Summary and Analysis

In this article, Dr. Stanton Peele makes the observation that there is much to learn about addiction treatment approaches by studying non-drug addictions. According to Dr. Peele, basing “addiction” on something other than a drugs’ physical affects is crucial to understanding it. In his view, if the characteristics of addiction are routinely exhibited with non-drug behaviors, the notion that addiction is a unique property of drug effects on the body or brain doesn’t hold up.

Citing a phenomenon called natural recovery (recovery from unassisted means), Peele states that most people who develop addictions recover on their own over time, sometimes without total abstinence.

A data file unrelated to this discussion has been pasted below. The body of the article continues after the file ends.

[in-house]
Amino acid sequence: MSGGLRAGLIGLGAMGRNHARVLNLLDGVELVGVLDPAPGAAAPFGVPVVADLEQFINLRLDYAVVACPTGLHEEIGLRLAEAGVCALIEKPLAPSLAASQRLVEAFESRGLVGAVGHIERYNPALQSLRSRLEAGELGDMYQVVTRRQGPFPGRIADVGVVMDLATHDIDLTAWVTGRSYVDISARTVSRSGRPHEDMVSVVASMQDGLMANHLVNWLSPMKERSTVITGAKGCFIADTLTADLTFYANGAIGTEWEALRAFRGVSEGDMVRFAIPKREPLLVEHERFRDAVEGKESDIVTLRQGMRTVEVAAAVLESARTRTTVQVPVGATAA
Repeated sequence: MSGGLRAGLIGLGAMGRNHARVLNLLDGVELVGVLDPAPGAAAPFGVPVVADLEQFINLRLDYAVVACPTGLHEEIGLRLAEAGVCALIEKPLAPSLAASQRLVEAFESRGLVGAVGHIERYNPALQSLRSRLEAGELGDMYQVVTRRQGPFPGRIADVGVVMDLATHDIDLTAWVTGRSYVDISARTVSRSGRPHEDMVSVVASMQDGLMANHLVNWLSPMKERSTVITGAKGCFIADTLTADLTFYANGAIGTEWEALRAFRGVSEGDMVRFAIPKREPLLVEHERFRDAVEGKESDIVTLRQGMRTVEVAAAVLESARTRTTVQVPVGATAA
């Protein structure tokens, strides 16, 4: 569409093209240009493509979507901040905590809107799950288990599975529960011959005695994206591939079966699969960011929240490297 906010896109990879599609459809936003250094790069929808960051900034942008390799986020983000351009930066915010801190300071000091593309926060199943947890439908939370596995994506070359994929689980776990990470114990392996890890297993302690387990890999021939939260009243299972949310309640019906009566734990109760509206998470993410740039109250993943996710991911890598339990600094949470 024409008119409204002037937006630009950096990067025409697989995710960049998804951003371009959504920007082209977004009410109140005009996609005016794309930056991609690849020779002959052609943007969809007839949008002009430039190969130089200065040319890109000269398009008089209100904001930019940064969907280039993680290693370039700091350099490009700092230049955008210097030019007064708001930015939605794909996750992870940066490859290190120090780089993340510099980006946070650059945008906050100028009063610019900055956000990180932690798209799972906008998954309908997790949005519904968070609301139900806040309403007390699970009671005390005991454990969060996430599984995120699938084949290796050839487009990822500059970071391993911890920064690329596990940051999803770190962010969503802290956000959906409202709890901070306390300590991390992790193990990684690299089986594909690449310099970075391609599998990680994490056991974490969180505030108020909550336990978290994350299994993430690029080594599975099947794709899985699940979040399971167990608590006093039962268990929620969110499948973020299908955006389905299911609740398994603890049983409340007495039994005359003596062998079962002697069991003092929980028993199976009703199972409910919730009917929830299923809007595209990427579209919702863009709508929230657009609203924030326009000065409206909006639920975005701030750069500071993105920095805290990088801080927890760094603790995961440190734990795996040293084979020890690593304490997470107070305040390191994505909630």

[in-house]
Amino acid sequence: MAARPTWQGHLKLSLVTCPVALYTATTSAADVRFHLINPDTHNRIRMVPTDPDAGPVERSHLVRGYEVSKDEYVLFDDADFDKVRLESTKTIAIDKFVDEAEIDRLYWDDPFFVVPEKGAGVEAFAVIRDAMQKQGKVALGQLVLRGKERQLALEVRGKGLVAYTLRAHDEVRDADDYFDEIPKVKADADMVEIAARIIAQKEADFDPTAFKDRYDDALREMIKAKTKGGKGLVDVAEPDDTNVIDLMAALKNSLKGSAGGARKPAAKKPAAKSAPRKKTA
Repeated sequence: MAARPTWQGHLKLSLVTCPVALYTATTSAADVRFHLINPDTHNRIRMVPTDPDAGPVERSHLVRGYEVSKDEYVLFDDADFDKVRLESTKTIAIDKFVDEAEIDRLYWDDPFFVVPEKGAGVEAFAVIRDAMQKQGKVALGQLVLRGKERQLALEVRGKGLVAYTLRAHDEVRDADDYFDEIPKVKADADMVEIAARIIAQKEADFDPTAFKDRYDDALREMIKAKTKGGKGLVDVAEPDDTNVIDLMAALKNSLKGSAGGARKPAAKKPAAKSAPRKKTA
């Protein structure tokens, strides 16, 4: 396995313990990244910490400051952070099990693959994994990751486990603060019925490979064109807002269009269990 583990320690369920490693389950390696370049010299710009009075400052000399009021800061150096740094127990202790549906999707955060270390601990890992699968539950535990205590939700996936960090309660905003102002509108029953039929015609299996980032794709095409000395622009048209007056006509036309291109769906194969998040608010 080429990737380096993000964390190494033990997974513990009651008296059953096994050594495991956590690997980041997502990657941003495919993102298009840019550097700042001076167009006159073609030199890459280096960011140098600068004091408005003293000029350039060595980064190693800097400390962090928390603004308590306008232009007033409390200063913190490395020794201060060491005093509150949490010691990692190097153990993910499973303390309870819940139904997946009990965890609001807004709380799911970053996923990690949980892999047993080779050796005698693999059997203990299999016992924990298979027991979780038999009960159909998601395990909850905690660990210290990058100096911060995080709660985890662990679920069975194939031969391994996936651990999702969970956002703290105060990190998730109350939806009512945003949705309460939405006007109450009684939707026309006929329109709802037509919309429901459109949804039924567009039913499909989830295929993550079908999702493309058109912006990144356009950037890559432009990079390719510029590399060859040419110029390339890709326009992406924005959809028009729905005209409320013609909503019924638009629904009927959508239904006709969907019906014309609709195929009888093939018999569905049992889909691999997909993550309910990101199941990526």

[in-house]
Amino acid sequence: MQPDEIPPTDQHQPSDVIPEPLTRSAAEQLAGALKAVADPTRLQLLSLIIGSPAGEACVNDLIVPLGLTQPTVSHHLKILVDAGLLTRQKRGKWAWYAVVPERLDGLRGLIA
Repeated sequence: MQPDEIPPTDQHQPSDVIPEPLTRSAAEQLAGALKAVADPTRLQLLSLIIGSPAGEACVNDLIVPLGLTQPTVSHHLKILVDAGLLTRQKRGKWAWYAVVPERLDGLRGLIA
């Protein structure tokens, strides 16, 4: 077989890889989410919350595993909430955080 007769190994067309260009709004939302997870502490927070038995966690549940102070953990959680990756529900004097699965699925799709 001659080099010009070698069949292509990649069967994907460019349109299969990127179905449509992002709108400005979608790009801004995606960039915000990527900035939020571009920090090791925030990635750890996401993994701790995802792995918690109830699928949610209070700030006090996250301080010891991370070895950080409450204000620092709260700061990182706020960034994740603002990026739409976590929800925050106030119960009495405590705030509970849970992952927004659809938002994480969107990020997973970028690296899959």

Excerpted from

This article was authored by Dr. Stanton Peele, a psychologist who has pioneered, among other things, the idea that addiction occurs with a range of experiences and a recognition of natural recovery from addiction. The article highlights several stories of real people who have recovered from drug addiction without any specific interventions. He makes the point that we rarely seem to hear these kinds of stories in the major media, certainly at the level of public debate.

Peele mentions the study of Vietnam veterans experience with heroin addiction where over 90 percent of veterans who reported being addicted to heroin in Vietnam ceased their addiction within a short period on their return, almost always without treatment. The Vietnam experience demonstrates that some people can move past addiction when their surroundings improve, that they are no more likely to use one drug compulsively than any other, and that having fewer positive life options obstructs natural recovery.